After 35 years of selling my artwork in many different ways: farmers markets, wholesale, garden stores, galleries, retail outlets, on the side of the road, fairs and more, an Artists' coop was a good fit. For six years I have participated in and been co-owner of Splash Gallery in Olympia, WA. It was a great experience. Working a coop has so many rewards they often diminish the challenges.
Splash has been in business for 7-8 years. Started by artists who had a wonderful dream, It survived the recession and the Pandemic. With its rotating artists and waterfront location it was a great place to be in Olympia. Often ignored by 'professional artists' and big galleries, Splash has the distinction of winning 'Best of The Northwest' twice in its existence. I feel this is due to its approachable atmosphere that makes a larger array of people feel comfortable coming in and experiencing art.
There are many advantages to a artist coop. One can show more of their work without the constraints of a gallery owner's direction. An artist can remove and place artwork without checking in or at any particular time....it was a freeing feeling! I was able to show nudes which cannot be done in smaller towns and many venues. I loved meeting fellow artists and working together on projects. In addition, It was fun to meet the buyers of my work. And I was inspired when I needed a little boost.
However the pressures of running a gallery and the differing opinions of how to do this can be a strain. I learned how much work all those gallery owners out there put into their shops and exhibits. I learned about who my customers were, but often had to be a source of entertainment to them. This venue though approachable by a large diversity of folks was a very hard place to show and sell large works. It's gift gallery atmosphere was conductive to sales but not exhibits. I learned that those who do most the work in a coop often struggle with control and the balance of hearing everyone involved....in my opinion inclusiveness is a key ingredient to holding a group together.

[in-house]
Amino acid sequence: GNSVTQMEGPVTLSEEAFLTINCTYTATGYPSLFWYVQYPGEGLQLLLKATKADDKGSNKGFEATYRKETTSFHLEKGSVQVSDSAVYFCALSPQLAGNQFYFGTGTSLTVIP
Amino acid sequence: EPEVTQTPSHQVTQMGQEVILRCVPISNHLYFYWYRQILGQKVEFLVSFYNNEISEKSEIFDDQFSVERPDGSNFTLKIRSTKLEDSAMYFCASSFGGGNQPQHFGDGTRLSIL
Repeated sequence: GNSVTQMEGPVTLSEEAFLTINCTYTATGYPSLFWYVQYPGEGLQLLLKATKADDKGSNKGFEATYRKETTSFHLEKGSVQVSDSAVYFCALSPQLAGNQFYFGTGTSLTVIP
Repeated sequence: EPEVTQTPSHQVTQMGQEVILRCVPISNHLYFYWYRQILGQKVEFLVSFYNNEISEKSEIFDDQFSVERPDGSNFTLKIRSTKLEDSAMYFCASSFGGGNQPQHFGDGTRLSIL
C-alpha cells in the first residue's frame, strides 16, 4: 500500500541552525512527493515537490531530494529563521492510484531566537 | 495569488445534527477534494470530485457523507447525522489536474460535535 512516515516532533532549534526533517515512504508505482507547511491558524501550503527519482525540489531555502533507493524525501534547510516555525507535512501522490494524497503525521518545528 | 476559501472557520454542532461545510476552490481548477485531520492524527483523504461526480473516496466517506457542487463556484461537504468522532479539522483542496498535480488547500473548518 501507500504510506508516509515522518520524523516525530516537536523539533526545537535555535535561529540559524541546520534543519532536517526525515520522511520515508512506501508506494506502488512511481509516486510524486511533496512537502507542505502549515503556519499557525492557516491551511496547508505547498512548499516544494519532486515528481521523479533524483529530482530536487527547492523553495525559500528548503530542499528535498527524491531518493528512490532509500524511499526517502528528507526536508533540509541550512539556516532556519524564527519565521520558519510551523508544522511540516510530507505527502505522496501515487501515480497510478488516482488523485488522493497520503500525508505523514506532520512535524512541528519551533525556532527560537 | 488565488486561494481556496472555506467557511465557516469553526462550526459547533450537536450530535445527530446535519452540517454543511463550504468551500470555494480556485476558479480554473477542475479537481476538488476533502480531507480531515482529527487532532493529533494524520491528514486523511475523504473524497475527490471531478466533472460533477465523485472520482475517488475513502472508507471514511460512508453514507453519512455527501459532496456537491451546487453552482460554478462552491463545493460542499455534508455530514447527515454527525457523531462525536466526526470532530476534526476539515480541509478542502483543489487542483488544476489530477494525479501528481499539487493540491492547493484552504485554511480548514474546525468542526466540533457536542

In the end I had to leave. My work evolved and I and it....began to 'not' fit. My need to make art and seclude myself....far outweighed my need to make production wares, sell artwork or interact with other people. I am grateful to the gallery and what it taught me, and to the other artists who have been there and continue to keep the dream alive.
My hope for the future of my work is to continue to find brick and mortar spaces that are good partnerships in fine art. And with the pressures of modern changes, to find ways to jump on the bandwagon of digital connections as well.
You can continue to see my work here and I hope soon to sell online as well (my lifestyle is not conductive to that just yet). You may also see ongoing pieces sold thru: